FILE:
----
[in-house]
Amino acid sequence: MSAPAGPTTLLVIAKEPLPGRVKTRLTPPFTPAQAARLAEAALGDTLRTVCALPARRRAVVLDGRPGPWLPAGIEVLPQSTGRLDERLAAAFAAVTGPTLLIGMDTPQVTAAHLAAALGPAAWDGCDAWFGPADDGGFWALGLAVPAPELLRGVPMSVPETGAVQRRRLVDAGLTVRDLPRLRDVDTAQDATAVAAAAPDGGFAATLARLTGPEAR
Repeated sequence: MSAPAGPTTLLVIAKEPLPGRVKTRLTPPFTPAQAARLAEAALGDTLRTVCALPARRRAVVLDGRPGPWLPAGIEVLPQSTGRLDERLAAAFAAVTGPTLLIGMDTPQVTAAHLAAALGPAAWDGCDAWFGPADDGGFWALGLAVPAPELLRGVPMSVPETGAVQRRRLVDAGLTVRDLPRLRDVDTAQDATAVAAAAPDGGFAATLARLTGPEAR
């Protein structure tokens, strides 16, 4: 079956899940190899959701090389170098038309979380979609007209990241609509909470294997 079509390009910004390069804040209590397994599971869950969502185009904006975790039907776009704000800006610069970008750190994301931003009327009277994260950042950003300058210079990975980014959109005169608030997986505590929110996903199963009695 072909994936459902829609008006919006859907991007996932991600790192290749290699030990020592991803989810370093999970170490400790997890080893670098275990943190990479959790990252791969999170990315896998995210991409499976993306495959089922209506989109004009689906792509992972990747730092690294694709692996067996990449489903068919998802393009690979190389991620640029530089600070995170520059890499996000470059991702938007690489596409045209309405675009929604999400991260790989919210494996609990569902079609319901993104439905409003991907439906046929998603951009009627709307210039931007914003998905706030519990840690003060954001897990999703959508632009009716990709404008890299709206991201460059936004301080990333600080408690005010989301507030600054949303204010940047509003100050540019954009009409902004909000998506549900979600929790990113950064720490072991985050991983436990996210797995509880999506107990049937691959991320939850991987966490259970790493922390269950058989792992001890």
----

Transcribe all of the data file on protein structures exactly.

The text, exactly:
[in-house]
Amino acid sequence: MSAPAGPTTLLVIAKEPLPGRVKTRLTPPFTPAQAARLAEAALGDTLRTVCALPARRRAVVLDGRPGPWLPAGIEVLPQSTGRLDERLAAAFAAVTGPTLLIGMDTPQVTAAHLAAALGPAAWDGCDAWFGPADDGGFWALGLAVPAPELLRGVPMSVPETGAVQRRRLVDAGLTVRDLPRLRDVDTAQDATAVAAAAPDGGFAATLARLTGPEAR
Repeated sequence: MSAPAGPTTLLVIAKEPLPGRVKTRLTPPFTPAQAARLAEAALGDTLRTVCALPARRRAVVLDGRPGPWLPAGIEVLPQSTGRLDERLAAAFAAVTGPTLLIGMDTPQVTAAHLAAALGPAAWDGCDAWFGPADDGGFWALGLAVPAPELLRGVPMSVPETGAVQRRRLVDAGLTVRDLPRLRDVDTAQDATAVAAAAPDGGFAATLARLTGPEAR
């Protein structure tokens, strides 16, 4: 079956899940190899959701090389170098038309979380979609007209990241609509909470294997 079509390009910004390069804040209590397994599971869950969502185009904006975790039907776009704000800006610069970008750190994301931003009327009277994260950042950003300058210079990975980014959109005169608030997986505590929110996903199963009695 072909994936459902829609008006919006859907991007996932991600790192290749290699030990020592991803989810370093999970170490400790997890080893670098275990943190990479959790990252791969999170990315896998995210991409499976993306495959089922209506989109004009689906792509992972990747730092690294694709692996067996990449489903068919998802393009690979190389991620640029530089600070995170520059890499996000470059991702938007690489596409045209309405675009929604999400991260790989919210494996609990569902079609319901993104439905409003991907439906046929998603951009009627709307210039931007914003998905706030519990840690003060954001897990999703959508632009009716990709404008890299709206991201460059936004301080990333600080408690005010989301507030600054949303204010940047509003100050540019954009009409902004909000998506549900979600929790990113950064720490072991985050991983436990996210797995509880999506107990049937691959991320939850991987966490259970790493922390269950058989792992001890």